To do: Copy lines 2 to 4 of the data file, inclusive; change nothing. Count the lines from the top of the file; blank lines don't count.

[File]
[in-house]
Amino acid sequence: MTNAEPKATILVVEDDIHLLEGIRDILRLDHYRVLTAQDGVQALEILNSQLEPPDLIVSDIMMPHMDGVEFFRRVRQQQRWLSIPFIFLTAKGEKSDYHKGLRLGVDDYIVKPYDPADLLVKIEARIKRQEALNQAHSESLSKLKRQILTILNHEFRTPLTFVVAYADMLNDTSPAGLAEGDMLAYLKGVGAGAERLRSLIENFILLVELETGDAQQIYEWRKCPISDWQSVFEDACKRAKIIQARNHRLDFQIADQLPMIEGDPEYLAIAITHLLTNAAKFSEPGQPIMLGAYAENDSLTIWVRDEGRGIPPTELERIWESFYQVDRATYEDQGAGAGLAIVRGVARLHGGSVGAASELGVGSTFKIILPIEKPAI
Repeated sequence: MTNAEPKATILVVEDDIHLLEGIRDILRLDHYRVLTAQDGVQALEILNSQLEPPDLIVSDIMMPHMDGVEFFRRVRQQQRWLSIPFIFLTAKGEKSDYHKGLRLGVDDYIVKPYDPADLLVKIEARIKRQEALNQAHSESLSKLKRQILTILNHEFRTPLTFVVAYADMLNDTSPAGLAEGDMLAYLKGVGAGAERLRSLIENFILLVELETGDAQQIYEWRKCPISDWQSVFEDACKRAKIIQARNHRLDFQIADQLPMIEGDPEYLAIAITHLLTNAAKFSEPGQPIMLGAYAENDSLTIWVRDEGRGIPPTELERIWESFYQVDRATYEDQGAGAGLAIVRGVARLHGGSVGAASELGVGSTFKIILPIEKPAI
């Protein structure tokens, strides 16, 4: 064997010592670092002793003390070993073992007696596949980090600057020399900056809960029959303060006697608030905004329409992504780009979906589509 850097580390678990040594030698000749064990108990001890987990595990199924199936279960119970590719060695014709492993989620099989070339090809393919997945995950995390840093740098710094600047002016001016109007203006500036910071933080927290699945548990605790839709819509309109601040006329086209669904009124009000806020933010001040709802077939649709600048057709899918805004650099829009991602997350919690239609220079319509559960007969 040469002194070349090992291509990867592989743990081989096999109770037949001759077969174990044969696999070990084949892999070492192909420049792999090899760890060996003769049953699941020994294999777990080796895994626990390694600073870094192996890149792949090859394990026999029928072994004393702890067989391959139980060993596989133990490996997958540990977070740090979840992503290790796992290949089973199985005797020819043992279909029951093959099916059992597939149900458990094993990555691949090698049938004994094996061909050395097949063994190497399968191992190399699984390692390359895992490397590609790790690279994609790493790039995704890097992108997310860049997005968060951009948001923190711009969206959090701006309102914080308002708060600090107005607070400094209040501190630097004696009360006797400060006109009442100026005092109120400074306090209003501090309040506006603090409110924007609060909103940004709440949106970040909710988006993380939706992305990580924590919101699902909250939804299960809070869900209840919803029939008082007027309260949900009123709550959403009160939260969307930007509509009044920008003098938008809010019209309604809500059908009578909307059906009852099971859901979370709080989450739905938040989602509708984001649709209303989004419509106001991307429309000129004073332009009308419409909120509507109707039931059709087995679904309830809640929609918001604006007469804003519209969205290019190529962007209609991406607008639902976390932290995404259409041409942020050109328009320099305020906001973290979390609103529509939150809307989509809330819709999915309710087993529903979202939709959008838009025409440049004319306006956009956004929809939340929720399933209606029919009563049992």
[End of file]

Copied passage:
Amino acid sequence: MTNAEPKATILVVEDDIHLLEGIRDILRLDHYRVLTAQDGVQALEILNSQLEPPDLIVSDIMMPHMDGVEFFRRVRQQQRWLSIPFIFLTAKGEKSDYHKGLRLGVDDYIVKPYDPADLLVKIEARIKRQEALNQAHSESLSKLKRQILTILNHEFRTPLTFVVAYADMLNDTSPAGLAEGDMLAYLKGVGAGAERLRSLIENFILLVELETGDAQQIYEWRKCPISDWQSVFEDACKRAKIIQARNHRLDFQIADQLPMIEGDPEYLAIAITHLLTNAAKFSEPGQPIMLGAYAENDSLTIWVRDEGRGIPPTELERIWESFYQVDRATYEDQGAGAGLAIVRGVARLHGGSVGAASELGVGSTFKIILPIEKPAI
Repeated sequence: MTNAEPKATILVVEDDIHLLEGIRDILRLDHYRVLTAQDGVQALEILNSQLEPPDLIVSDIMMPHMDGVEFFRRVRQQQRWLSIPFIFLTAKGEKSDYHKGLRLGVDDYIVKPYDPADLLVKIEARIKRQEALNQAHSESLSKLKRQILTILNHEFRTPLTFVVAYADMLNDTSPAGLAEGDMLAYLKGVGAGAERLRSLIENFILLVELETGDAQQIYEWRKCPISDWQSVFEDACKRAKIIQARNHRLDFQIADQLPMIEGDPEYLAIAITHLLTNAAKFSEPGQPIMLGAYAENDSLTIWVRDEGRGIPPTELERIWESFYQVDRATYEDQGAGAGLAIVRGVARLHGGSVGAASELGVGSTFKIILPIEKPAI
């Protein structure tokens, strides 16, 4: 064997010592670092002793003390070993073992007696596949980090600057020399900056809960029959303060006697608030905004329409992504780009979906589509 850097580390678990040594030698000749064990108990001890987990595990199924199936279960119970590719060695014709492993989620099989070339090809393919997945995950995390840093740098710094600047002016001016109007203006500036910071933080927290699945548990605790839709819509309109601040006329086209669904009124009000806020933010001040709802077939649709600048057709899918805004650099829009991602997350919690239609220079319509559960007969 040469002194070349090992291509990867592989743990081989096999109770037949001759077969174990044969696999070990084949892999070492192909420049792999090899760890060996003769049953699941020994294999777990080796895994626990390694600073870094192996890149792949090859394990026999029928072994004393702890067989391959139980060993596989133990490996997958540990977070740090979840992503290790796992290949089973199985005797020819043992279909029951093959099916059992597939149900458990094993990555691949090698049938004994094996061909050395097949063994190497399968191992190399699984390692390359895992490397590609790790690279994609790493790039995704890097992108997310860049997005968060951009948001923190711009969206959090701006309102914080308002708060600090107005607070400094209040501190630097004696009360006797400060006109009442100026005092109120400074306090209003501090309040506006603090409110924007609060909103940004709440949106970040909710988006993380939706992305990580924590919101699902909250939804299960809070869900209840919803029939008082007027309260949900009123709550959403009160939260969307930007509509009044920008003098938008809010019209309604809500059908009578909307059906009852099971859901979370709080989450739905938040989602509708984001649709209303989004419509106001991307429309000129004073332009009308419409909120509507109707039931059709087995679904309830809640929609918001604006007469804003519209969205290019190529962007209609991406607008639902976390932290995404259409041409942020050109328009320099305020906001973290979390609103529509939150809307989509809330819709999915309710087993529903979202939709959008838009025409440049004319306006956009956004929809939340929720399933209606029919009563049992």